Fondly remember when he burst on the ultra scene. Dude was training like 40,000′ of vertical a week in Alaska and came down and just cleaned house for a few years. I picked him over a strong Krupika at WS in 2010 and he delivered. Followed the Iditarod in 2012, with him and Hewitt throwing down and thought maybe it was all too much. Great to see him thriving!

  12. Thomas

    Geoff you are still one of my Idols, you and Kilian got me into trailrrunning in 2010, and after 10 years running I still love it, thanks therefore !

  13. Evan Kimber

    I first saw Geoff at WS 2010 (I was also a finisher of the race that year). Being well aware of his legendary race acumen in a short time, I of course wanted to meet him. When I did, first thing I noticed was that he was such a humble low key guy that did not need, want, or care for publicity and attention. While I had a miserable race that year, I was simultaneously rooting for him to win and he did, setting a new CR.

    Fast forward to 3 years later, I was running the UROC 100K in Colorado (the one and only year it was raced there amongst very elite competition). Geoff was no longer racing, but was volunteering. I took a photo with him before the start, and eagerly introduced him to my wife (she commented immediately on how humble and nice he was, my exact impression meeting him at WS 2010). Later that day, just before Vail Pass (halfway into the race) I rolled into the aid station and Geoff was there, helping out a severely dehydrated runner. He remembered my name instantly and asked what I needed. It was eerie; this was my running idol and he was now taking care of me?! It felt very symbolic as to the type of human being Geoff is, a total class act and genuinely good man.

    If you read this Geoff, I hope you find your full health soon, and thank you for inspiring me and so many others.

  14. Jill Colangelo

    I don’t know Geoff personally, but his name is all over my graduate school thesis. Four years ago, I suffered from major OTS and eventually had to stop training for ultras. I was so frustrated that I went back to school to study endurance exercise, mental health, and the psychological/physiological impact of what we do. I reference Geoff in my work often and though I am sad to hear that he continues to suffer the effects of OTS (as I do), I am not surprised at all based on my research. Now my goal is to help others not make mistakes like mine. It’s not defeat to accept that the human body DOES have limits…it is foolish to believe that it doesn’t.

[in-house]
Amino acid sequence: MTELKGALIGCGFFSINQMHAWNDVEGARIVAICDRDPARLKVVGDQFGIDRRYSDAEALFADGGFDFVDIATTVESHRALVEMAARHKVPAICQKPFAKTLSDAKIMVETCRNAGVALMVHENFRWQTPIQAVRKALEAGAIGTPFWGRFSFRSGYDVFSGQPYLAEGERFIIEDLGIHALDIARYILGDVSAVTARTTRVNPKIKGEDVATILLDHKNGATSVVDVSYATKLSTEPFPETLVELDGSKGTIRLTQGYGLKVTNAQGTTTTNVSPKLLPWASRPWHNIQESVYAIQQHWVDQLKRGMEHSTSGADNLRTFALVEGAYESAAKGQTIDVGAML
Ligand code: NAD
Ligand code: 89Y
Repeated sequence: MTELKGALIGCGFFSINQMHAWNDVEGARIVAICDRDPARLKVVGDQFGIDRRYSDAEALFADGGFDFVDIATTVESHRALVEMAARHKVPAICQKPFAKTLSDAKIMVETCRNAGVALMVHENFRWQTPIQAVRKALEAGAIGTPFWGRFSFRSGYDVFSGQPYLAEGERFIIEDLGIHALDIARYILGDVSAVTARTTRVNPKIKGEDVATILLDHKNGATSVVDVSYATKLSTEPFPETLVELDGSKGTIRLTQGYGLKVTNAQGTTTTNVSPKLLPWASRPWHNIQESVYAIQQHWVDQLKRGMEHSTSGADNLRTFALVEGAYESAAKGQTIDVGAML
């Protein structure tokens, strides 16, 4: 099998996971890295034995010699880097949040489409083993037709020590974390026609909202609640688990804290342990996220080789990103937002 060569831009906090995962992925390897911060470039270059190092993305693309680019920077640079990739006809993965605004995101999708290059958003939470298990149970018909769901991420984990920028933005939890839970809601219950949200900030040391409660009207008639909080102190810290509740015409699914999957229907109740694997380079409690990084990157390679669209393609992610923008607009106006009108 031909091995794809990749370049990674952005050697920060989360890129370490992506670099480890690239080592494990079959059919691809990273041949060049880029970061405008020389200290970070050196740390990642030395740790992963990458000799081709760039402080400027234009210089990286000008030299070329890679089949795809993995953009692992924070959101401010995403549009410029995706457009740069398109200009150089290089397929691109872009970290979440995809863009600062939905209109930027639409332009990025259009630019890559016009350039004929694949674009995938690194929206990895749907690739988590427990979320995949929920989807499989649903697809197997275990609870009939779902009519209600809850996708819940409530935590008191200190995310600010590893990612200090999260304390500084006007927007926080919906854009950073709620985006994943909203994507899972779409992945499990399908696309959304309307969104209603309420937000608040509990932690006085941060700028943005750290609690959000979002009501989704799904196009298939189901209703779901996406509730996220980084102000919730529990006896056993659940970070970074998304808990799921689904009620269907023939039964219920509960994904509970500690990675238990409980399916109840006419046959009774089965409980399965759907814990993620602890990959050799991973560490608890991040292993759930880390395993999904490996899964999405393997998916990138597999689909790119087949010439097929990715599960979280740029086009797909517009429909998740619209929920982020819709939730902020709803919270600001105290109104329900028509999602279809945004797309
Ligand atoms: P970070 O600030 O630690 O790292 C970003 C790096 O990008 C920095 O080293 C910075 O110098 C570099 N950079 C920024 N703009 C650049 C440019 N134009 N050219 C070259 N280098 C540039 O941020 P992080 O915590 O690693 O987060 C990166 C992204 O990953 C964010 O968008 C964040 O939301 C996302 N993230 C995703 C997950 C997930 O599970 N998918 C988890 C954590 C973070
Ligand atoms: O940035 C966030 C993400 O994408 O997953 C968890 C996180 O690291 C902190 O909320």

15. E.H.

    The most fascinating part of Geoff’s story to me is his role of trail blazer. Had Geoff entered ultrarunning in 2015 or 2018, he would have a good chance at being ranked top 10 by Ultrarunning Mag but he would have never been the ultrarunner of the year and certainly wouldn’t have been considered much of trail blazer. Because he entered in 2008ish, he was rewarded with Ultrarunner of the year as he pushed the sport to the next level. And that crown carries surprising weight amongst the general population. The crown provided interesting benefits and costs. A benefit was that he developed a huge following which certainly helped his sponsorships but it also gave him a voice. I remember reading his blog and tons of people were commenting and discussing this posts. I recall a discussion on electrical energy consumption in the US. On the one hand it was cool that he was encouraging this discourse on this topic. On the other hand it was like, why are people caring what Geoff thinks about this issue? He isn’t an energy expert, he’s a runner! It was that role of trail blazer that gave him a voice and allowed him to bring issues forward that he felt were socially important. Generally speaking, I really respect that use of his standing within the community. The big downfall of his trailblazer role was lack of data around OTS around 2010ish. He was one of the many Guinea pigs for the sport. It’s sad that he is still struggling with the fallout from these health issues. He doesn’t say in this article, but I wonder if he’d give all those awards and records back to have better health now.